With just hours to go before reporting its Q2 earnings, Target made a big announcement: The retail corporation has hired a new chief operating officer to spearhead its supply chain efforts. Reports said the move is part of Target’s ongoing efforts to overhaul its relationship with suppliers in the wake of its high-profile exit from Canada. Will an overhaul of its executive team reverse its supply chain stumbles?
On Tuesday (Aug. 18), Target Corp. announced that Finance Chief John Mulligan has been bumped up to chief operating officer, a new position created by Chief Executive Brian Cornell. Reports in The Wall Street Journal said the promotion also led to Cathy Smith being named Target’s new chief financial officer, a position previously held by Mulligan. Both executives will officially take their posts on Sept. 1.
According to WSJ, “Target’s naming of an operating chief is an acknowledgement of the broad challenges retailers face in a rapidly changing environment.” The creation of the COO role, the publication stated, exemplifies how major corporations are now tasked with shifting the way they respond to global market trends and an evolving supply chain that demands an omnichannel response to omnichannel shopping strategies.
While businesses still need to take care of traditional supply chain responsibilities, like managing inventory, they must also get creative in fulfilling orders that are coming in from online, in store, at home and abroad, forcing changes in warehouse management and supplier strategies.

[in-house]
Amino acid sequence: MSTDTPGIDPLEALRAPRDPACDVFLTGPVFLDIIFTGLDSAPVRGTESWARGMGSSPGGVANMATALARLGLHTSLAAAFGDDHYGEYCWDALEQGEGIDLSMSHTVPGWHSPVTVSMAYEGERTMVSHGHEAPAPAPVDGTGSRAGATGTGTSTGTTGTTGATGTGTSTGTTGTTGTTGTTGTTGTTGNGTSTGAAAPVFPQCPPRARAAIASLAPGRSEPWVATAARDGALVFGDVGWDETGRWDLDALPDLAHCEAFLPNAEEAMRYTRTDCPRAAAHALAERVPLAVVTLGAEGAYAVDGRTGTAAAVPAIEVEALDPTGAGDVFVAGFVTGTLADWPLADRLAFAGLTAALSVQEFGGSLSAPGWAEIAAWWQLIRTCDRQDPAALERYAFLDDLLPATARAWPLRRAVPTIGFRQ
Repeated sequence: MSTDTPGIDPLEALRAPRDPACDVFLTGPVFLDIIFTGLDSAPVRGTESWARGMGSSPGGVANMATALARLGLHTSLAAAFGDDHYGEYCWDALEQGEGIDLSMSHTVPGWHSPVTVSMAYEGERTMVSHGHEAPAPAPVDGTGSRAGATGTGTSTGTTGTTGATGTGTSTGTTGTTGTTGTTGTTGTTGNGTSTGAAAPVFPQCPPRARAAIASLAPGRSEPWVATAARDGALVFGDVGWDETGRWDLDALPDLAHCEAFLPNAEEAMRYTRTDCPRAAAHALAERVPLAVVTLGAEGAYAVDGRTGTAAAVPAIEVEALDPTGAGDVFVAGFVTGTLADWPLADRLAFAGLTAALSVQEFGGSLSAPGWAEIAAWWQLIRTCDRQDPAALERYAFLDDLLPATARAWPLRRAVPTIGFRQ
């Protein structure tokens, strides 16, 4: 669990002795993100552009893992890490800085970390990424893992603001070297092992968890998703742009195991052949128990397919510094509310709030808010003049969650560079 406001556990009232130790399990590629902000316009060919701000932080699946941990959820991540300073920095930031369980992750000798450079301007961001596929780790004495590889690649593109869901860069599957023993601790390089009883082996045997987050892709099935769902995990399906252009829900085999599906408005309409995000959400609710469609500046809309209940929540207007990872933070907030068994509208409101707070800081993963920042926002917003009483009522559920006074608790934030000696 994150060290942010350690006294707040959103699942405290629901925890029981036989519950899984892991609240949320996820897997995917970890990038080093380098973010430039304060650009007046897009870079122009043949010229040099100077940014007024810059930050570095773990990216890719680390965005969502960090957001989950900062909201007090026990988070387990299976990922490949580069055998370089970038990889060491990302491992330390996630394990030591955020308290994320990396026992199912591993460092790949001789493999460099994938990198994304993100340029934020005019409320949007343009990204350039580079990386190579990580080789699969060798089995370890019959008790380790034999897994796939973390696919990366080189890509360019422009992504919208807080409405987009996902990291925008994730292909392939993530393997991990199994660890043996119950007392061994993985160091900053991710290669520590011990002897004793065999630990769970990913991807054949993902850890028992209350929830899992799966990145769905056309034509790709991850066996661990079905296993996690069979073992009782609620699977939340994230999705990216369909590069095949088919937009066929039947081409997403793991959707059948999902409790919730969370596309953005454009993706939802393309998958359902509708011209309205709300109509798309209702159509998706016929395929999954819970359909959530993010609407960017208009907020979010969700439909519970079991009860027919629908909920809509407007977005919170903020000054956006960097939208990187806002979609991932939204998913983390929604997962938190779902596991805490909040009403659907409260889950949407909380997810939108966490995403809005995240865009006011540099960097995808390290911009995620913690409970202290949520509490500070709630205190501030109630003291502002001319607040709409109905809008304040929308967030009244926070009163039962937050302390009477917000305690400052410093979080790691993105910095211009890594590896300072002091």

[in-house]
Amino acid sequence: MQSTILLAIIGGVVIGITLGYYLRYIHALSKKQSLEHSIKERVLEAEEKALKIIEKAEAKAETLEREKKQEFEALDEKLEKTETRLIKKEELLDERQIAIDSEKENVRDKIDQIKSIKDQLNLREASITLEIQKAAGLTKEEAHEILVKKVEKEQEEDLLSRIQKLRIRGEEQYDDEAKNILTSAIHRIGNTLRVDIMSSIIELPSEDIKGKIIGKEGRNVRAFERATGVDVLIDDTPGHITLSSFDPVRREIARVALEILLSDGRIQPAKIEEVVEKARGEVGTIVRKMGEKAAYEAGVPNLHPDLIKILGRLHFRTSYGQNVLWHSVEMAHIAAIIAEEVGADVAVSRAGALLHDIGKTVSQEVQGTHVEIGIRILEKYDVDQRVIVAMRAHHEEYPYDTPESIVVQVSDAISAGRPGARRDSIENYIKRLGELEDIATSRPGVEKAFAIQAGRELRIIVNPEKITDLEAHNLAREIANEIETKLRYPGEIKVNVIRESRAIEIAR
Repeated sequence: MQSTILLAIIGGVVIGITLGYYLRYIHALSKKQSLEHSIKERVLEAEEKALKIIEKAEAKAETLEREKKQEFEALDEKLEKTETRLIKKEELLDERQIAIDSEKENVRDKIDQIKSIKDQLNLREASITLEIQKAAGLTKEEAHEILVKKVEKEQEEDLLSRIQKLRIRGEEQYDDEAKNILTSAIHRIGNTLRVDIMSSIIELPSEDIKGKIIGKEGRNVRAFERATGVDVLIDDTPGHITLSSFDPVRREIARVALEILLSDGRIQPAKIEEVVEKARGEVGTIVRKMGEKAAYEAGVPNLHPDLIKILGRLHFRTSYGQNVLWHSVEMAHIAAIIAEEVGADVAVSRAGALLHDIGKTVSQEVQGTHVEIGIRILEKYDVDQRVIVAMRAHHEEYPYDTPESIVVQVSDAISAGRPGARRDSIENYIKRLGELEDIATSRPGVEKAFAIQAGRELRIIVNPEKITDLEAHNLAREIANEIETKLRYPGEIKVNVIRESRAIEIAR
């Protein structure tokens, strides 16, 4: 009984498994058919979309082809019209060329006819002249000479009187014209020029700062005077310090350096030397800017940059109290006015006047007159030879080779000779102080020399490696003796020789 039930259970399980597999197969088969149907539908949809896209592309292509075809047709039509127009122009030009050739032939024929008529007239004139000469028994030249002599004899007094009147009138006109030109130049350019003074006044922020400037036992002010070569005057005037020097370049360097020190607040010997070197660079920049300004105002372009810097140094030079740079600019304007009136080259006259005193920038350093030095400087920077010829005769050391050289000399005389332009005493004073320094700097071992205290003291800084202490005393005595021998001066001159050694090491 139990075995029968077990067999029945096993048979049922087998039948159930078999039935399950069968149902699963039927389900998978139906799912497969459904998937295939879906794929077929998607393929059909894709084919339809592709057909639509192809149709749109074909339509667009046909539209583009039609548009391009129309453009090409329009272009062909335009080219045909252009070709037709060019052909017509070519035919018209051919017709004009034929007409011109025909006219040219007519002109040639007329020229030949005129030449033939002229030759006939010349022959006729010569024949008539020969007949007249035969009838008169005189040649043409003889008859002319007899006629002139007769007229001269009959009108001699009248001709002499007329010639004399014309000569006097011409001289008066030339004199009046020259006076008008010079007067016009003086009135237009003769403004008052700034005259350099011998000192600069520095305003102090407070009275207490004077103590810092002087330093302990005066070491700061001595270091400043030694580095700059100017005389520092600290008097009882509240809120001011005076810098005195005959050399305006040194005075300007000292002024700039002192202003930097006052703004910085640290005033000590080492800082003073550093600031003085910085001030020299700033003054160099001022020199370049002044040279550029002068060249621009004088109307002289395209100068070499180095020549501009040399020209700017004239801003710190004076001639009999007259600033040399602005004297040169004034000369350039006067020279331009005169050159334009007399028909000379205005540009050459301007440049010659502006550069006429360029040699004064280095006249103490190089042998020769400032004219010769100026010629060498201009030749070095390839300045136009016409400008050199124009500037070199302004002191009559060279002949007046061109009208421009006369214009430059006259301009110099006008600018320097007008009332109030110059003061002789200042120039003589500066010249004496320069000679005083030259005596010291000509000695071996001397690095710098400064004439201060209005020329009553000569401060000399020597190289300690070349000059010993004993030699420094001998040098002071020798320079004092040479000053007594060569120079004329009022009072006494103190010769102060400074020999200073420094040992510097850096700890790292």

But an executive overhaul has implications specific to the Target chain. The corporation is shifting into more urban markets, which will require a shift from mass volume orders for suburban stores to more numerous, less voluminous orders for urban locations. Reports said the company will be investing $1 billion into supply chain services and technology going forward.
It’s Target's history of supply chain and vendor mismanagement, however, that makes the appointment of a COO particularly poignant.
Strained Supplier Relations
Target has suffered lapses in supply chain management before. Earlier this year, Cornell yanked Target out of Canada, its first non-U.S. market, amid disappointing performance and heightening competition from the likes of Walmart and other rivals.
For the company and its investors, ditching Canada was a wakeup call that Target’s supply chain management was failing. According to reports in Supply Chain 24/7, that failure led to a slew of problems. “Stylishly renovated stores couldn’t mask a dysfunctional supply chain and in-store merchandise management system that left shelves bare and consumers deeply disappointed,” the reports said. “Insufficient stocking was Target Canada’s single biggest headache.”
Analysts seem to agree. In an interview with the publication, Marc Wulfraat, who heads logistics and supply chain consulting group MWPVL International, said Target “just completely lost control of inventory” when it attempted to dive head-first into the Canadian market. “History will show this as being one of the greatest supply chain disasters in Canadian history,” he added.
Not only did the Canadian catastrophe lead to billions in losses for Target, it forced financial losses on Canadian suppliers, too. Thousands of those vendors have taken Target Canada to court on claims the retailer has still failed to pay hundreds of thousands of dollars and may have misled vendors about its impending bankruptcy filing.
Mismanagement of the supply chain, it would seem, generated a chain reaction for Target Canada, whose effects reverberated beyond Target itself and into the suppliers and vendors working for the conglomerate.
As Cornell reshapes the way the company manages that supply chain, Target is likely examining ways it can improve relationships with vendors and avoid the legal and financial earthquake that can quickly arise from supply chain mismanagement. A new chief operating officer may be the key that protects Target from another blunder and safeguards Target suppliers from a missing paycheck.